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It is amazing how simple perry making is if you have a few simple pieces of equipment. Whether you like your perry flat or fizzy, dry or sweet, you really are able to turn out very good perry very easily. It'll also give you that sense of achievement in that you will know that all the ingredients came from your garden. Don't be put off if you've unsuccessfully tried brewing beer, perry is far simpler and is easier to get right first time. My first ever batch was delicious!
Perry is simple, it's more about the equipment than complex ingredients, but your mix of pears is important. If you find you have an uninteresting perry then try a different pear mix or add some tannin through crab apples or even a cup of tea!
Perry/Wine yeast (English perry) or Champagne yeast (European perry)
The next ingredients are optional and will depend on the sort of perry you want to make - still or sparkling, sweet or dry.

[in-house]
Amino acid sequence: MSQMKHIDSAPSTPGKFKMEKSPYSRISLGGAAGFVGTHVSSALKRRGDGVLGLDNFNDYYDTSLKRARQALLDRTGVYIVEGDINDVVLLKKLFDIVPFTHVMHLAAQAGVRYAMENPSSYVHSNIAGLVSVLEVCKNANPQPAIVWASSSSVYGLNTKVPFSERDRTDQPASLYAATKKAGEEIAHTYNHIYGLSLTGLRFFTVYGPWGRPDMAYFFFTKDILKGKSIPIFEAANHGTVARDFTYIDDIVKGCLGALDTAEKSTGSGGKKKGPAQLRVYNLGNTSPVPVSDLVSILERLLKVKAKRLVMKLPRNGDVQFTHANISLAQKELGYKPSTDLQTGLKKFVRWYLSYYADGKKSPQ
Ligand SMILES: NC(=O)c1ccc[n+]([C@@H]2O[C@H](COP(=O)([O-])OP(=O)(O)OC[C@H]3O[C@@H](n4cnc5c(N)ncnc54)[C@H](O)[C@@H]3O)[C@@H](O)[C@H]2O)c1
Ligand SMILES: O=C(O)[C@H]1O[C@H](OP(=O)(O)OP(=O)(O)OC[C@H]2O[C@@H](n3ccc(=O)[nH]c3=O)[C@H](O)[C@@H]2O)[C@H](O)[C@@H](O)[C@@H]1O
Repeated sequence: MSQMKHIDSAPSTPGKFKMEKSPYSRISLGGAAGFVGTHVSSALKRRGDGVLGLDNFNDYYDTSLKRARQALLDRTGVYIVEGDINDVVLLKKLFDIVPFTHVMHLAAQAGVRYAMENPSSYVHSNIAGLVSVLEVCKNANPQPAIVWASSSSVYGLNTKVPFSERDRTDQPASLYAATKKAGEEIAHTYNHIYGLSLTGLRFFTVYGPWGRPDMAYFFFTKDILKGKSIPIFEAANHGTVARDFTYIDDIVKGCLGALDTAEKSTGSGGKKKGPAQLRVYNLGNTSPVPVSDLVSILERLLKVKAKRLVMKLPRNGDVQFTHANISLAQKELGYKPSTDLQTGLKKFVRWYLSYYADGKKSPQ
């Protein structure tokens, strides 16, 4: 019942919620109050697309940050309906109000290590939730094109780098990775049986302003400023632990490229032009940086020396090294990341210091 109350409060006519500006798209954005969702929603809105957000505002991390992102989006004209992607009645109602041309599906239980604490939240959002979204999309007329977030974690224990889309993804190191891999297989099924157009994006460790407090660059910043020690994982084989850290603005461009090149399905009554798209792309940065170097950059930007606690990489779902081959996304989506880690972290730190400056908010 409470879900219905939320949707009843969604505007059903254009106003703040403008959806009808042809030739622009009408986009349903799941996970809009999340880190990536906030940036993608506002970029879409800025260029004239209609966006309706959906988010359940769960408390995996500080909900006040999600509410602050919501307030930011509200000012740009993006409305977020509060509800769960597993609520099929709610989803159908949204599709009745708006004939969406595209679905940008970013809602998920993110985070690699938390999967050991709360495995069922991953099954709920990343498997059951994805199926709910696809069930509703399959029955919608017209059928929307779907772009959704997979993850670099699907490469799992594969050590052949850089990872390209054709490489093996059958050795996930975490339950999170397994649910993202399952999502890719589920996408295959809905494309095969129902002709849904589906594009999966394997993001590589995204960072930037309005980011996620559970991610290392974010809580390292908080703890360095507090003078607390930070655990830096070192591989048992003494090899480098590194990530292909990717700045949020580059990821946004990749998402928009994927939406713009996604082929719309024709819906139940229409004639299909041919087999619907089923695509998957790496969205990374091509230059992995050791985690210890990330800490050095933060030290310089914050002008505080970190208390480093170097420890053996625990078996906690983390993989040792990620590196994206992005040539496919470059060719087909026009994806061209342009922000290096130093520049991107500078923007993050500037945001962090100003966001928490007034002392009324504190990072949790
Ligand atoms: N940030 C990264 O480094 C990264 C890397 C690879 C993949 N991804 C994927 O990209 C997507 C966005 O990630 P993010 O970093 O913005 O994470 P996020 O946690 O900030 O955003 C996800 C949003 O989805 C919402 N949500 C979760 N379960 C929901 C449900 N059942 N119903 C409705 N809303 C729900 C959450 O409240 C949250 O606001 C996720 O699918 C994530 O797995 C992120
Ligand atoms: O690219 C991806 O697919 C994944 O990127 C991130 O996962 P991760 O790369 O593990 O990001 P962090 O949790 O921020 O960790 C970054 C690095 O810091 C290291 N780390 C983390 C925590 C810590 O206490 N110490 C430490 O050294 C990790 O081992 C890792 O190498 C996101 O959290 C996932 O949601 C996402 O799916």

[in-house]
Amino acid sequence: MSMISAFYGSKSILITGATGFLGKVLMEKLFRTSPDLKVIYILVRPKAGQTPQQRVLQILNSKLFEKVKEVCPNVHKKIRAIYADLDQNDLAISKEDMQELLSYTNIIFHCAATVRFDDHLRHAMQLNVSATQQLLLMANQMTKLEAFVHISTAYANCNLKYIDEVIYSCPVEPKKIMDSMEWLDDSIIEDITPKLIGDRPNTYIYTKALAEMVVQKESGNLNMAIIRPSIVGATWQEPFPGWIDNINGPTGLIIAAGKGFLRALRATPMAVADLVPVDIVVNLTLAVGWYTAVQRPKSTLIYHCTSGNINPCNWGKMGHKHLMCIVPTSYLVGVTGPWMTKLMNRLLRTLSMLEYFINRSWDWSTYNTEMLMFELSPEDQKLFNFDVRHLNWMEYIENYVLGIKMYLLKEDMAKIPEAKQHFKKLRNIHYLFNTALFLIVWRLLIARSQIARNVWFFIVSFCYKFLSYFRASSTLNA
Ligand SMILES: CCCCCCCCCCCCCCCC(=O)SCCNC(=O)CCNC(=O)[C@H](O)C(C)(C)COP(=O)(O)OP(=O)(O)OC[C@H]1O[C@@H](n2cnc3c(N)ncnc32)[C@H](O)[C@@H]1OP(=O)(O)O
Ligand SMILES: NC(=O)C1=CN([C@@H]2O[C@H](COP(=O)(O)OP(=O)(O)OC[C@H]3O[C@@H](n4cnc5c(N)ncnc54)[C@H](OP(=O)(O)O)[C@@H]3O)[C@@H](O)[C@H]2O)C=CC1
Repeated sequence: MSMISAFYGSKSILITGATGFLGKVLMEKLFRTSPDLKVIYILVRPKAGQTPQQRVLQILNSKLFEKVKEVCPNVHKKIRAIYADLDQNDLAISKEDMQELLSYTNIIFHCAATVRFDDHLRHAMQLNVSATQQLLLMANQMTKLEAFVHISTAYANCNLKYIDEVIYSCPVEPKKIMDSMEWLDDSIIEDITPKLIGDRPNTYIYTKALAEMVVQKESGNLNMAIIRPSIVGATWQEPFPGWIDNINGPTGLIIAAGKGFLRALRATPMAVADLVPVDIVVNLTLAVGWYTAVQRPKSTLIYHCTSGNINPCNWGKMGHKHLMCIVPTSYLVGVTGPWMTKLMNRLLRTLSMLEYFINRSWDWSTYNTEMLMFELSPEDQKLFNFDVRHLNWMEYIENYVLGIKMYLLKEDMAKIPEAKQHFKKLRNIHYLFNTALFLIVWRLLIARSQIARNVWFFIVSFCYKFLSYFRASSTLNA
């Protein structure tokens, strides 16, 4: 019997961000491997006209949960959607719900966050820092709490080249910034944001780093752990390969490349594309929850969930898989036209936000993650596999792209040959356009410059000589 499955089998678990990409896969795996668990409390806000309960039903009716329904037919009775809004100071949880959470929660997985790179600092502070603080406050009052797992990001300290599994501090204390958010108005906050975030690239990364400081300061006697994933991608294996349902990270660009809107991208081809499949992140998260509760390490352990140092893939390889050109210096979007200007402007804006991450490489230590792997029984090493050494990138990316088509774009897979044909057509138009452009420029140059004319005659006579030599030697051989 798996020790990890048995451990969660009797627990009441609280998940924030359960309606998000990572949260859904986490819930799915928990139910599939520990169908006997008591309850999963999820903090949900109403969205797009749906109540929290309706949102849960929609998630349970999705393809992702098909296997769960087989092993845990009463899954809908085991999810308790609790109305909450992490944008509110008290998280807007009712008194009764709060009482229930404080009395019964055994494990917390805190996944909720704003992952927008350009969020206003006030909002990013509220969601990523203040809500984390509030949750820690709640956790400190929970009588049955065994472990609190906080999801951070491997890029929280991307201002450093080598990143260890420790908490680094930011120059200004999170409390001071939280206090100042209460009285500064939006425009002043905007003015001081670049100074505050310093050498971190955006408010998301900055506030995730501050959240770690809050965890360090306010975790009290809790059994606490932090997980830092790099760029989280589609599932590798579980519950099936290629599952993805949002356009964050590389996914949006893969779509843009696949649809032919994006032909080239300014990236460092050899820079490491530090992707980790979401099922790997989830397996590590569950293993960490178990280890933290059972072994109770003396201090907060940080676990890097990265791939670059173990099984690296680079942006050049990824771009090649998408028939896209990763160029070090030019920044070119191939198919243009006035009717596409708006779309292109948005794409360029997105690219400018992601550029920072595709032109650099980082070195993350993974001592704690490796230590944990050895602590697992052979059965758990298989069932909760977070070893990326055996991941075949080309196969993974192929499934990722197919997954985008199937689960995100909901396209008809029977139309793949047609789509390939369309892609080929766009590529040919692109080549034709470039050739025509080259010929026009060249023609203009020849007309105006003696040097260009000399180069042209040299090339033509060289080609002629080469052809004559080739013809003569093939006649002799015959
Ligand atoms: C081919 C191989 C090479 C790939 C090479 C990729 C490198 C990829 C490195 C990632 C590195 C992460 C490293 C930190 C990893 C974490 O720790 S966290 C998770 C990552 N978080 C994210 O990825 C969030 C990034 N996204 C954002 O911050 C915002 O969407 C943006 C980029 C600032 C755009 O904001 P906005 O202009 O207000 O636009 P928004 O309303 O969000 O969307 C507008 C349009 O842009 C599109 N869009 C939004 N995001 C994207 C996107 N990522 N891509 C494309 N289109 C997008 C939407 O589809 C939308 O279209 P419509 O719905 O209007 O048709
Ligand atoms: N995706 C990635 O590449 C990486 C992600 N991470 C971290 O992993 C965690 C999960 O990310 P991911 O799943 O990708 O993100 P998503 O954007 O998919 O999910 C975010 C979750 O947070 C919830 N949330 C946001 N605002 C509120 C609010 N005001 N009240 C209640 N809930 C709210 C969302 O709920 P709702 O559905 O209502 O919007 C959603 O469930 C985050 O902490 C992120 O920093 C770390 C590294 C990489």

1/4 by weight crab apples or a small cup of tea (Optional - not necessary unless your first batch of perry tastes uninteresting)
Pectinase (Optional - Pectic enzyme if you want a clear perry, but this does not affect the taste)
Sucralose based sweetener (Optional - never usually required for perrys, but used for sweetening sparkling perrys)
Campden tablets (Optional - never usually required for perrys, but used for still sweeter perrys made without sweetener)
A little sugar for secondary fermentation or pear juice (Optional - for sparkling perrys only)
It's all about the equipment, there are guides on this site to make some of these elements very quickly and simply:
Demijohns (plastic or glass)
Water/air locks for fermentation (cheap)
2 x Buckets for collecting the pressed pear juice and scrat (mashed pears)
Bleach (for washing and steralising the equipment)
Bottles for bottling your perry, or a keg.